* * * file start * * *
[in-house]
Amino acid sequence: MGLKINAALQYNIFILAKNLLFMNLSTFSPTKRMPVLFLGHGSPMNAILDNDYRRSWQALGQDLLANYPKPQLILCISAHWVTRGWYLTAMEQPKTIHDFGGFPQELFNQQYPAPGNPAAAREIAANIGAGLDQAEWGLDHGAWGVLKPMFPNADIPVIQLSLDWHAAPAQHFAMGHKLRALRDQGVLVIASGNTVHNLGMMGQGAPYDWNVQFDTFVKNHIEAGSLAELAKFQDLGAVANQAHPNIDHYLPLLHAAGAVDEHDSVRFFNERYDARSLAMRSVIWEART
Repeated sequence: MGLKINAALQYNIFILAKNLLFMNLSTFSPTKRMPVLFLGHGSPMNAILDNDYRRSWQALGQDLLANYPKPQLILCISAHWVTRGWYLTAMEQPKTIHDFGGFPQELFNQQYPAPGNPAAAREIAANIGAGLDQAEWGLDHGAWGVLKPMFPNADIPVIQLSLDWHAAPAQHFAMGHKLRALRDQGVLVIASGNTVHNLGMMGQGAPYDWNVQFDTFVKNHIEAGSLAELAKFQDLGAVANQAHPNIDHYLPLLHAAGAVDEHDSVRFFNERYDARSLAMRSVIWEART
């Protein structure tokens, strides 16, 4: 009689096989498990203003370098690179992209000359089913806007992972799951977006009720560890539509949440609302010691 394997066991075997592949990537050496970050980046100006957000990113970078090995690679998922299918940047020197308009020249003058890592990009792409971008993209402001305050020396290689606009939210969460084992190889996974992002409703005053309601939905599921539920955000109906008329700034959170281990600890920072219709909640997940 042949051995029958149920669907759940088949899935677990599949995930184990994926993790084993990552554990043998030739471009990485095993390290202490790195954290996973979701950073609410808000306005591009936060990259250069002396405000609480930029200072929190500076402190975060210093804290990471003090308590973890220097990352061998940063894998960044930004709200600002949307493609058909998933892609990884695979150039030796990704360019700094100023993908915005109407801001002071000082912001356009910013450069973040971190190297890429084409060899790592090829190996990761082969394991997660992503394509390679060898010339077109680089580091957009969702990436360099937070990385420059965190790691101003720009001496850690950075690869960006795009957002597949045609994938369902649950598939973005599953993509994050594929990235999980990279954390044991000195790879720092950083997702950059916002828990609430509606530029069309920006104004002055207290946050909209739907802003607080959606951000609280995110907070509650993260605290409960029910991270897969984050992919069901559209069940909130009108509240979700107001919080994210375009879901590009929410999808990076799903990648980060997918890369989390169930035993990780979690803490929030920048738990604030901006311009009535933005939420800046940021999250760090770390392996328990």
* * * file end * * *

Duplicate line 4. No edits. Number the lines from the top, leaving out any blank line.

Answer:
């Protein structure tokens, strides 16, 4: 009689096989498990203003370098690179992209000359089913806007992972799951977006009720560890539509949440609302010691 394997066991075997592949990537050496970050980046100006957000990113970078090995690679998922299918940047020197308009020249003058890592990009792409971008993209402001305050020396290689606009939210969460084992190889996974992002409703005053309601939905599921539920955000109906008329700034959170281990600890920072219709909640997940 042949051995029958149920669907759940088949899935677990599949995930184990994926993790084993990552554990043998030739471009990485095993390290202490790195954290996973979701950073609410808000306005591009936060990259250069002396405000609480930029200072929190500076402190975060210093804290990471003090308590973890220097990352061998940063894998960044930004709200600002949307493609058909998933892609990884695979150039030796990704360019700094100023993908915005109407801001002071000082912001356009910013450069973040971190190297890429084409060899790592090829190996990761082969394991997660992503394509390679060898010339077109680089580091957009969702990436360099937070990385420059965190790691101003720009001496850690950075690869960006795009957002597949045609994938369902649950598939973005599953993509994050594929990235999980990279954390044991000195790879720092950083997702950059916002828990609430509606530029069309920006104004002055207290946050909209739907802003607080959606951000609280995110907070509650993260605290409960029910991270897969984050992919069901559209069940909130009108509240979700107001919080994210375009879901590009929410999808990076799903990648980060997918890369989390169930035993990780979690803490929030920048738990604030901006311009009535933005939420800046940021999250760090770390392996328990």